How to become a Museum Attendant

Museum attendants work in the public spaces of museums, greeting visitors and attending to enquiries, and ensuring the protection of exhibits.

Personal requirements of a Museum Attendant

  • Interested in museums or art galleries
  • Able to process large amounts of information
  • Outgoing and friendly nature
  • Good communication skills
  • Able to handle groups of people with ease

Education & Training for a Museum Attendant

You can work as a museum attendant without formal qualifications. You will probably get some informal training on the job. Employers usually prefer those who can demonstrate a genuine interest in the collection. Carrying out volunteer work may improve employment prospects. You can also become a museum attendant through an apprenticeship or traineeship in Information and Cultural Services or Tourism. Entry requirements may vary, but employers generally require Year 10. For more details, see Section 2. Ask your career adviser about the possibility of starting some of this training in school.

Duties & Tasks of a Museum Attendant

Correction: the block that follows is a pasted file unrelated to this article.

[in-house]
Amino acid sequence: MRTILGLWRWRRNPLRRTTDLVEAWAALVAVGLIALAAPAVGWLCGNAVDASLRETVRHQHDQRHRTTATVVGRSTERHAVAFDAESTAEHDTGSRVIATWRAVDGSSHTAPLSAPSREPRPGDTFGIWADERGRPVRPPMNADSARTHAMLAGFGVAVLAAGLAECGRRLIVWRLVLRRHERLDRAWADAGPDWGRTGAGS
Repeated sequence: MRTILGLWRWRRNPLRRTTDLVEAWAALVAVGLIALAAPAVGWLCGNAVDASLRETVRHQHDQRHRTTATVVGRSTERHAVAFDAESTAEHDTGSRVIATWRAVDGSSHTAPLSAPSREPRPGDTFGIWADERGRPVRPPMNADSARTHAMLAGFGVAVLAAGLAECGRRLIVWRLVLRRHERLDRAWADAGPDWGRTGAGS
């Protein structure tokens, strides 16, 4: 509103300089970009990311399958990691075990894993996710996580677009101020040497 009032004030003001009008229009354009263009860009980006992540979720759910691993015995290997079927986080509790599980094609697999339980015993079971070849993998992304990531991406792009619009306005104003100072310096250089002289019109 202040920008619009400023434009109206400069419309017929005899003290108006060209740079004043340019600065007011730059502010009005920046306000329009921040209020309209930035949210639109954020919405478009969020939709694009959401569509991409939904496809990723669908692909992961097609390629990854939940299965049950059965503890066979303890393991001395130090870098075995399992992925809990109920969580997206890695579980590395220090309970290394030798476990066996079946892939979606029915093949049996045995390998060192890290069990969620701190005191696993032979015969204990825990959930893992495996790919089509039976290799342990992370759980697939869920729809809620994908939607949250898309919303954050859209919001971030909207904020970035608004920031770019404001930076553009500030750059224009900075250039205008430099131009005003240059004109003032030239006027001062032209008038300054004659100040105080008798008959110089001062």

Museum attendants may perform the following tasks:

  • conduct tours of museums or galleries
  • answer enquiries
  • direct visitors to specific exhibits
  • give visitors information about exhibits
  • control visitors’ access to exhibits
  • check that all visitors have departed at closing time
  • prevent unauthorised entry
  • inspect membership cards, admission passes and tickets
  • patrol the museum or gallery to ensure security.

Working conditions for a Museum Attendant

Museum attendants generally work indoors but may be required to travel with exhibitions and displays.

Employment Opportunities for a Museum Attendant

Museum attendants are employed in a variety of roles, usually by a museum, but they can also work in other institutions such as galleries, universities or other cultural institutions. Many people volunteer as a museum attendant prior to obtaining paid employment.

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